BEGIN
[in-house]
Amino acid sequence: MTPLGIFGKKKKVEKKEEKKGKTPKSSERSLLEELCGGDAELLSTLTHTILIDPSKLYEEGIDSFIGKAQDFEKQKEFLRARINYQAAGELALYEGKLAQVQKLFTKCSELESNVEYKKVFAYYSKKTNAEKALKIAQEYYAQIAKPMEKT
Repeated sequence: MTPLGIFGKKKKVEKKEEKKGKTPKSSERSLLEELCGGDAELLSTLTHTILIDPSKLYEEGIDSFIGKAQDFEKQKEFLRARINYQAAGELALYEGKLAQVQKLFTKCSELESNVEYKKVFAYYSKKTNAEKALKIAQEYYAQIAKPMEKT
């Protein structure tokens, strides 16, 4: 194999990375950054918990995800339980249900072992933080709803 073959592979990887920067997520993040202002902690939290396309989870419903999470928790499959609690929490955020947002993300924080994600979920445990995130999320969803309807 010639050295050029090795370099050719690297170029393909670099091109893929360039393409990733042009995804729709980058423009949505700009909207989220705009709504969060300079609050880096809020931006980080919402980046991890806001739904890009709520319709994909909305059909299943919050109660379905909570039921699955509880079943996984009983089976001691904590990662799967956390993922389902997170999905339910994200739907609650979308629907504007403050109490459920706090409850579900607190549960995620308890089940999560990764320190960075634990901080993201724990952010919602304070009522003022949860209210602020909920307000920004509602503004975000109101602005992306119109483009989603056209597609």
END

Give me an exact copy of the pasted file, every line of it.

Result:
[in-house]
Amino acid sequence: MTPLGIFGKKKKVEKKEEKKGKTPKSSERSLLEELCGGDAELLSTLTHTILIDPSKLYEEGIDSFIGKAQDFEKQKEFLRARINYQAAGELALYEGKLAQVQKLFTKCSELESNVEYKKVFAYYSKKTNAEKALKIAQEYYAQIAKPMEKT
Repeated sequence: MTPLGIFGKKKKVEKKEEKKGKTPKSSERSLLEELCGGDAELLSTLTHTILIDPSKLYEEGIDSFIGKAQDFEKQKEFLRARINYQAAGELALYEGKLAQVQKLFTKCSELESNVEYKKVFAYYSKKTNAEKALKIAQEYYAQIAKPMEKT
């Protein structure tokens, strides 16, 4: 194999990375950054918990995800339980249900072992933080709803 073959592979990887920067997520993040202002902690939290396309989870419903999470928790499959609690929490955020947002993300924080994600979920445990995130999320969803309807 010639050295050029090795370099050719690297170029393909670099091109893929360039393409990733042009995804729709980058423009949505700009909207989220705009709504969060300079609050880096809020931006980080919402980046991890806001739904890009709520319709994909909305059909299943919050109660379905909570039921699955509880079943996984009983089976001691904590990662799967956390993922389902997170999905339910994200739907609650979308629907504007403050109490459920706090409850579900607190549960995620308890089940999560990764320190960075634990901080993201724990952010919602304070009522003022949860209210602020909920307000920004509602503004975000109101602005992306119109483009989603056209597609």